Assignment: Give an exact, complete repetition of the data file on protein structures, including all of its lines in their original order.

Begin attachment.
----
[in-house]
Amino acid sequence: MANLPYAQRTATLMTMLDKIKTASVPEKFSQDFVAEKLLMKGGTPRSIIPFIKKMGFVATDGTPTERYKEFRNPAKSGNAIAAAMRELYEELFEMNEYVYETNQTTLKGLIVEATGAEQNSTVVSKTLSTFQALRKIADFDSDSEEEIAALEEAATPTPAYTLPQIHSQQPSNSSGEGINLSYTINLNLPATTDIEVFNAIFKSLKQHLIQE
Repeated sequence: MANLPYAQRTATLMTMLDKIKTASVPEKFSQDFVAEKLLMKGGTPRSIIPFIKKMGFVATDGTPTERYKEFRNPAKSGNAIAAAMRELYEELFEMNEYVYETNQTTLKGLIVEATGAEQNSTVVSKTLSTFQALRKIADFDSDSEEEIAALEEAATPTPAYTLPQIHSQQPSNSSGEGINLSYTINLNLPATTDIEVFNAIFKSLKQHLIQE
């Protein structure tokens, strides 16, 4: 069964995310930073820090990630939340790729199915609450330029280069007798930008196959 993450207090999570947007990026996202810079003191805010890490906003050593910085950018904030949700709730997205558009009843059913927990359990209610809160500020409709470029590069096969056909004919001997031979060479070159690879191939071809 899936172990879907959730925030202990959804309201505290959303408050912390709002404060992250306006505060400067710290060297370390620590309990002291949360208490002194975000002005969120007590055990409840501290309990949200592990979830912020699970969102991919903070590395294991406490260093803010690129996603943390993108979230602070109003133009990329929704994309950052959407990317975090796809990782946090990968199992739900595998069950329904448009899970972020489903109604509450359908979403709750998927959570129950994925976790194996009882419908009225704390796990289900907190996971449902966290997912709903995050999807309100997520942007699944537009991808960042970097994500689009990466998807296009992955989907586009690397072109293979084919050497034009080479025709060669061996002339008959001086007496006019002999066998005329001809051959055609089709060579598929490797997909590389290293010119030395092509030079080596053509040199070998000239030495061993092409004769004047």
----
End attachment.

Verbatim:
[in-house]
Amino acid sequence: MANLPYAQRTATLMTMLDKIKTASVPEKFSQDFVAEKLLMKGGTPRSIIPFIKKMGFVATDGTPTERYKEFRNPAKSGNAIAAAMRELYEELFEMNEYVYETNQTTLKGLIVEATGAEQNSTVVSKTLSTFQALRKIADFDSDSEEEIAALEEAATPTPAYTLPQIHSQQPSNSSGEGINLSYTINLNLPATTDIEVFNAIFKSLKQHLIQE
Repeated sequence: MANLPYAQRTATLMTMLDKIKTASVPEKFSQDFVAEKLLMKGGTPRSIIPFIKKMGFVATDGTPTERYKEFRNPAKSGNAIAAAMRELYEELFEMNEYVYETNQTTLKGLIVEATGAEQNSTVVSKTLSTFQALRKIADFDSDSEEEIAALEEAATPTPAYTLPQIHSQQPSNSSGEGINLSYTINLNLPATTDIEVFNAIFKSLKQHLIQE
């Protein structure tokens, strides 16, 4: 069964995310930073820090990630939340790729199915609450330029280069007798930008196959 993450207090999570947007990026996202810079003191805010890490906003050593910085950018904030949700709730997205558009009843059913927990359990209610809160500020409709470029590069096969056909004919001997031979060479070159690879191939071809 899936172990879907959730925030202990959804309201505290959303408050912390709002404060992250306006505060400067710290060297370390620590309990002291949360208490002194975000002005969120007590055990409840501290309990949200592990979830912020699970969102991919903070590395294991406490260093803010690129996603943390993108979230602070109003133009990329929704994309950052959407990317975090796809990782946090990968199992739900595998069950329904448009899970972020489903109604509450359908979403709750998927959570129950994925976790194996009882419908009225704390796990289900907190996971449902966290997912709903995050999807309100997520942007699944537009991808960042970097994500689009990466998807296009992955989907586009690397072109293979084919050497034009080479025709060669061996002339008959001086007496006019002999066998005329001809051959055609089709060579598929490797997909590389290293010119030395092509030079080596053509040199070998000239030495061993092409004769004047």